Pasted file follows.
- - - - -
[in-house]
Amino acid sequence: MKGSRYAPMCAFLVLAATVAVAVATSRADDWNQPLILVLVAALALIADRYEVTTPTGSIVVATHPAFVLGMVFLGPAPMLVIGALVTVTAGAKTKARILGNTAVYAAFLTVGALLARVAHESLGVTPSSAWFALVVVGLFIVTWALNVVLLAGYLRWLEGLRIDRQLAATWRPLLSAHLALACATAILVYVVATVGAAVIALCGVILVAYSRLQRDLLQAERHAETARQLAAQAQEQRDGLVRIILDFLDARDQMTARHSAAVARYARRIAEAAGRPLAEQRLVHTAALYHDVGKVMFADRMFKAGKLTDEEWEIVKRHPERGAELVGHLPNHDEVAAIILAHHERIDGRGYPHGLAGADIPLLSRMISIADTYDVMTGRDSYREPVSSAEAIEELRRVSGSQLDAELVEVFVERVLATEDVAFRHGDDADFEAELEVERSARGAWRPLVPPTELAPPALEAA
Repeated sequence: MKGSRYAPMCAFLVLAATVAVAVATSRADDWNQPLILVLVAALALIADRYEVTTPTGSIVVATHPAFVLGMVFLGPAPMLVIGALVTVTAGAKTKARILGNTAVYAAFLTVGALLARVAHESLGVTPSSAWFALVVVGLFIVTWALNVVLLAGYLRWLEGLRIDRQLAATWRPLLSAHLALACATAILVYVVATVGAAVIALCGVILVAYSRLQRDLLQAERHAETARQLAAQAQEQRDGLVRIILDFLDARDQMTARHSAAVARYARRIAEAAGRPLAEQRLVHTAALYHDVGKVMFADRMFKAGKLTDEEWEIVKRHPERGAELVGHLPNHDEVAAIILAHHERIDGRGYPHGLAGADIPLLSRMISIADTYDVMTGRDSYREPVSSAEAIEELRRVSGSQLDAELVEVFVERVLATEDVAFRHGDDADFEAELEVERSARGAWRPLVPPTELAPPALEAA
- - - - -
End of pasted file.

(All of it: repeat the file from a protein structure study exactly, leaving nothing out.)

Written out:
[in-house]
Amino acid sequence: MKGSRYAPMCAFLVLAATVAVAVATSRADDWNQPLILVLVAALALIADRYEVTTPTGSIVVATHPAFVLGMVFLGPAPMLVIGALVTVTAGAKTKARILGNTAVYAAFLTVGALLARVAHESLGVTPSSAWFALVVVGLFIVTWALNVVLLAGYLRWLEGLRIDRQLAATWRPLLSAHLALACATAILVYVVATVGAAVIALCGVILVAYSRLQRDLLQAERHAETARQLAAQAQEQRDGLVRIILDFLDARDQMTARHSAAVARYARRIAEAAGRPLAEQRLVHTAALYHDVGKVMFADRMFKAGKLTDEEWEIVKRHPERGAELVGHLPNHDEVAAIILAHHERIDGRGYPHGLAGADIPLLSRMISIADTYDVMTGRDSYREPVSSAEAIEELRRVSGSQLDAELVEVFVERVLATEDVAFRHGDDADFEAELEVERSARGAWRPLVPPTELAPPALEAA
Repeated sequence: MKGSRYAPMCAFLVLAATVAVAVATSRADDWNQPLILVLVAALALIADRYEVTTPTGSIVVATHPAFVLGMVFLGPAPMLVIGALVTVTAGAKTKARILGNTAVYAAFLTVGALLARVAHESLGVTPSSAWFALVVVGLFIVTWALNVVLLAGYLRWLEGLRIDRQLAATWRPLLSAHLALACATAILVYVVATVGAAVIALCGVILVAYSRLQRDLLQAERHAETARQLAAQAQEQRDGLVRIILDFLDARDQMTARHSAAVARYARRIAEAAGRPLAEQRLVHTAALYHDVGKVMFADRMFKAGKLTDEEWEIVKRHPERGAELVGHLPNHDEVAAIILAHHERIDGRGYPHGLAGADIPLLSRMISIADTYDVMTGRDSYREPVSSAEAIEELRRVSGSQLDAELVEVFVERVLATEDVAFRHGDDADFEAELEVERSARGAWRPLVPPTELAPPALEAA